Diagnosed with PTSD two years later, the stress became unbearable to the point that he contemplated suicide.
“In October 2003, I sat in my home with the lights off and a gun in my hand,” he said. “Before I did that, I wrote a letter, saying ‘I am sorry that I can no longer deal with what I am going through’. I basically apologized to everyone. I remember bringing the gun up to my head and, as I was about to squeeze the trigger, I held back. My wife had walked out of the family home six months earlier and no one, not even my family, knew. If I had pulled that trigger, I knew my family would say she was responsible for my death and that wasn’t true. She’s the only reason I am standing here right now.”
A former wrestler and competitive mixed martial artist, McMichael started ‘Catalyst of Change Associates’ to help other law enforcement members deal with mental health challenges.
“One of the things I try to do when I speak to officers – particularly the younger ones – is dismiss the stigma that exists that your gun and badge will be taken away, you might be given a desk job or you may be even fired if you disclose you are suffering from depression,” he said. “I try to get that out of their head. I talk about being a wrestler and MMA fighter not because I want people to go, ‘Oh well, you did that and it’s brave’. People don’t expect that from such a person. They expect me to be this big tough guy that doesn’t get upset and cry. That is nonsense. Everyone that wears a weapon and a badge puts on a face when we come to work. We put on this exterior show and a lot of times when we get home, we forget to take it off.”
McMichael said good communication can solve some of the mental health challenges officers face.
“We go to a call and stand for about 20 minutes talking to someone about an issue and we have no idea who that person is,” he added. “We will see our brothers and sisters there and we are completely different. We don’t stop and ask, ‘Are you ok?’ Peer support isn’t rocket science.”
Oh spoke about the 10 steps for better heart health while Butler who, at age 22 became the youngest police chief in South Carolina history when he was appointed to head the Aynor Police Department, said wellness is about understanding crisis.
“It is understanding that we care about each other,” he said. “We are here today to walk this journey together. Your presence guarantees that we will make a difference. Our job is to ensure that we carry it outside of this room, that we reach out to others and that we become that example that they can follow. No matter what position you are in, you are leading today.”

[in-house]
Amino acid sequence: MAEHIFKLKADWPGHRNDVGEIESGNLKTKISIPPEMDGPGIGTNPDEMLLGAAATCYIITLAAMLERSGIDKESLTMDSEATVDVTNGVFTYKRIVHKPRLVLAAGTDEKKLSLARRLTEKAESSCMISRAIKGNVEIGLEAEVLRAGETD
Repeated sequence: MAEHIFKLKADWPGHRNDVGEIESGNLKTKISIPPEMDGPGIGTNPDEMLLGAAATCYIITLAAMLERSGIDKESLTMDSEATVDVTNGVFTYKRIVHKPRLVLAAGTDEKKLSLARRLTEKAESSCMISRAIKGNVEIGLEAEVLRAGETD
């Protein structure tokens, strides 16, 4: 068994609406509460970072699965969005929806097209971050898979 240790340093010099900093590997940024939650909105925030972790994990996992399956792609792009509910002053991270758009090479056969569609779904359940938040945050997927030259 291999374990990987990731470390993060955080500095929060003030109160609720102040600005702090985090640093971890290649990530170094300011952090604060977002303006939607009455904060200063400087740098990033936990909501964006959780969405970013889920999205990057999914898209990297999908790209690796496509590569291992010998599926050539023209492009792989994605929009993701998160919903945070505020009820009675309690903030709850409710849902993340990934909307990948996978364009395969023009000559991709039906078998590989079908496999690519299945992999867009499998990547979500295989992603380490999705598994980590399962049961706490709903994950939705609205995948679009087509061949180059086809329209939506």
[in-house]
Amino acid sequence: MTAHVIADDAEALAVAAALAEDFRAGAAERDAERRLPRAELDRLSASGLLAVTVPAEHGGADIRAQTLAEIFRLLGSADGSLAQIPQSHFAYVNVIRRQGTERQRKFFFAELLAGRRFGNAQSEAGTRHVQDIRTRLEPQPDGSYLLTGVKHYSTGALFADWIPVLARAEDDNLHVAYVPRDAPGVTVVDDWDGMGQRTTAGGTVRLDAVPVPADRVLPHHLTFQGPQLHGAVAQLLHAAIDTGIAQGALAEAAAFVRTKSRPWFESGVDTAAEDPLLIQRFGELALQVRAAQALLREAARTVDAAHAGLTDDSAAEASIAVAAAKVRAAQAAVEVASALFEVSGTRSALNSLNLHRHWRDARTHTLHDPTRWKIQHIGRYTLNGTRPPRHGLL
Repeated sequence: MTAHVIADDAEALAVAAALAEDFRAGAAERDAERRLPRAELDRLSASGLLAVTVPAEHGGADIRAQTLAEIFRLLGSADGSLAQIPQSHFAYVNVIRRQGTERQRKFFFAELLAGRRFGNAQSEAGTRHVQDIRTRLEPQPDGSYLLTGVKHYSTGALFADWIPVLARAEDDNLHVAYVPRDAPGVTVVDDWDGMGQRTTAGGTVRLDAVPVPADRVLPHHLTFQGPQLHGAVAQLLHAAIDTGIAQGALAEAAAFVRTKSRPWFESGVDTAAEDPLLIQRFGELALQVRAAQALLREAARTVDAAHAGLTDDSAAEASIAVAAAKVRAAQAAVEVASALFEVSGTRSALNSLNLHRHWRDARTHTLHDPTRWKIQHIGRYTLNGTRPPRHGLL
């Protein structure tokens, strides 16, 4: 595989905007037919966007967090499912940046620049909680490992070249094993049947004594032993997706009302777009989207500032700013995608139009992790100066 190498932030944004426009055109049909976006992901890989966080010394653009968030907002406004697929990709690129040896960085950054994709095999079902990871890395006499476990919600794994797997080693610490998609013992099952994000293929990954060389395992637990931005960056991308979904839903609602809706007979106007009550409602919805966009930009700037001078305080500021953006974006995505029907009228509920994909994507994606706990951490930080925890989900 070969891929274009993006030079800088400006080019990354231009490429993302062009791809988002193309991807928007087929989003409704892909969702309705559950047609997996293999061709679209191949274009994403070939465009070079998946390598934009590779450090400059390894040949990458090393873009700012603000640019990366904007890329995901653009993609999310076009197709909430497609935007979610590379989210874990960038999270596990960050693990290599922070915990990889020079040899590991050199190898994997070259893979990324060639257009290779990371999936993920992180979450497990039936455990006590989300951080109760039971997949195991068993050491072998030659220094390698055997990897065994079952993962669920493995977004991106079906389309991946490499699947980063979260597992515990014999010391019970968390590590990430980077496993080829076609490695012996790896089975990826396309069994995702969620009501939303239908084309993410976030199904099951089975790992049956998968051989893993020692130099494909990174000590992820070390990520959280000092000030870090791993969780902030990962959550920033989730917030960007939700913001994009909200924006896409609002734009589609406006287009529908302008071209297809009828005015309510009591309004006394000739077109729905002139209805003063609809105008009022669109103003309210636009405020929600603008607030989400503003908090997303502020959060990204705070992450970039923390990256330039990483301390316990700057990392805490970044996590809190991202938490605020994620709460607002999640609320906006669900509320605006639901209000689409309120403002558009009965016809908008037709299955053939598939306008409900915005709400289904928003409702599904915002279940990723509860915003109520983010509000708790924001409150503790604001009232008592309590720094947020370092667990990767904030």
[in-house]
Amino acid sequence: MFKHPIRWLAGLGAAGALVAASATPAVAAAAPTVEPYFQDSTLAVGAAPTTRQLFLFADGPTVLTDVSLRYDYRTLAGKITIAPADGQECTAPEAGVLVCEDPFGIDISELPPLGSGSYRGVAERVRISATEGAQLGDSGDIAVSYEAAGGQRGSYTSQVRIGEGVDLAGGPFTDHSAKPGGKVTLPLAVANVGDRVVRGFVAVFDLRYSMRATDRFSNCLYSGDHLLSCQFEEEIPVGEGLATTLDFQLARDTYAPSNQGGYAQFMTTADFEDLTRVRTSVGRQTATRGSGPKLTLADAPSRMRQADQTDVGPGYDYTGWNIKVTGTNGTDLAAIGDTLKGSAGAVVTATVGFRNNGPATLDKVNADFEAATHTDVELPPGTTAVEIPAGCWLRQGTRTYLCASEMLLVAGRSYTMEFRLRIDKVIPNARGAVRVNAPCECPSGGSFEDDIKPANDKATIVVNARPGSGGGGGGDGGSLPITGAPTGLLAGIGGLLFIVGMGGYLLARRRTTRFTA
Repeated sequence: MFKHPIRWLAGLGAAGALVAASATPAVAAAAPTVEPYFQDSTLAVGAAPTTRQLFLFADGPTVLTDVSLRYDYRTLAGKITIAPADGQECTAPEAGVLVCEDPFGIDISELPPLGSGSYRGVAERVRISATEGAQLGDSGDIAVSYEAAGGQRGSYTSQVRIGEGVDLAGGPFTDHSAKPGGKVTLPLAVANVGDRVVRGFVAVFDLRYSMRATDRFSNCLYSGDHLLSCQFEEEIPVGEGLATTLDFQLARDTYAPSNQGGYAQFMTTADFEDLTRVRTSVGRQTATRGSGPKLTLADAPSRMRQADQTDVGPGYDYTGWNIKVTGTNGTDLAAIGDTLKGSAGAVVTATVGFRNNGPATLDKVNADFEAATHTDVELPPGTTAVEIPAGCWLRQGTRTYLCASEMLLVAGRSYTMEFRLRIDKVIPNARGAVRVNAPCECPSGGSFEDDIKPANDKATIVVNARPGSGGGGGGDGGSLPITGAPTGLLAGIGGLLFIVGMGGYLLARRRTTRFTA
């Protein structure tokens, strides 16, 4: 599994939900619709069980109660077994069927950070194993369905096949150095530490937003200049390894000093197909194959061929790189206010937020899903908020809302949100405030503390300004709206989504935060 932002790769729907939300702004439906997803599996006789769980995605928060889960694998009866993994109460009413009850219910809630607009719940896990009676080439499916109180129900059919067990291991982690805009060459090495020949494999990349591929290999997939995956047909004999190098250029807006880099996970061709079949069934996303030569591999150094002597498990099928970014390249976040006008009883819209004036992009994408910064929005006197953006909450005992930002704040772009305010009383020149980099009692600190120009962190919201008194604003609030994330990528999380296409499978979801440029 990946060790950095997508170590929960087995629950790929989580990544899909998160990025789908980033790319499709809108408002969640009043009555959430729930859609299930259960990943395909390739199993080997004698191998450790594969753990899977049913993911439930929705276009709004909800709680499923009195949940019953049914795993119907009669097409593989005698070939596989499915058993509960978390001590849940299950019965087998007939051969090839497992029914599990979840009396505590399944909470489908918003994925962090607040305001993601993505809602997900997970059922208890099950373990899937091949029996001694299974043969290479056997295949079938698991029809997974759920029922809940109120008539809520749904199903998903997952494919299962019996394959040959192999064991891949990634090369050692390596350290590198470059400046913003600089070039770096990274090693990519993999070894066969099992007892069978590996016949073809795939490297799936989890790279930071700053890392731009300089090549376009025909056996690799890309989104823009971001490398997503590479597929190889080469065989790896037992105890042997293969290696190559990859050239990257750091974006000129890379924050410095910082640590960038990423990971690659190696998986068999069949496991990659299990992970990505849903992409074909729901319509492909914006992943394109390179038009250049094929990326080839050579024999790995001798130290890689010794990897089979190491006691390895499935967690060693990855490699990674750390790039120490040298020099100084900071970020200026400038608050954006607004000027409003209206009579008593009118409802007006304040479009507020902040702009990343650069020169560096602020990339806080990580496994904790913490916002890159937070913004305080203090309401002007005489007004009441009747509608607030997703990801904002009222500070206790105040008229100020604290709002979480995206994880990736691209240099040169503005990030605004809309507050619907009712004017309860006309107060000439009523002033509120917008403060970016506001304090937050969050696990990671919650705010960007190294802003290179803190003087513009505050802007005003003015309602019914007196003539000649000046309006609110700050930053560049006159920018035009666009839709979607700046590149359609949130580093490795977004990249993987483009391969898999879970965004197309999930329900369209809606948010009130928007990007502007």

In her opening remarks to launch the Wellness Day event, Deputy Chief Barbara McLean said the Service is committed to preserving the health and safety of its members who are experiencing mental health and/or addiction issues.
“We have expanded our Psychological Unit to three members and we are investing in the Critical Incidence Response Team through training and new equipment,” she noted. “For the first time this year, we participated in ‘Bell Let’s Talk’ and next year, we will embark on the development of a wellness strategy for the Service. We are going to do this by talking to our members so we can better understand their needs. If we are going to get this right, we need to understand the factors that help promote resilience and recovery in the face of trauma.”
Toronto Police Services Board (TPSB) member Uppala Chandrasekera, who is the Co-Chair of the newly established Mental Health & Addictions Advisory Panel, is the Canadian Mental Health Association Public Policy Director and a Mental Health Commission of Canada Board Director.
“In my journey through this field, what I can tell you is that the most significant thing I have seen is the struggle for people to talk about this,” she said. “If I can leave you with anything, it is that silence kills. It’s so important that you talk to each other and your family.”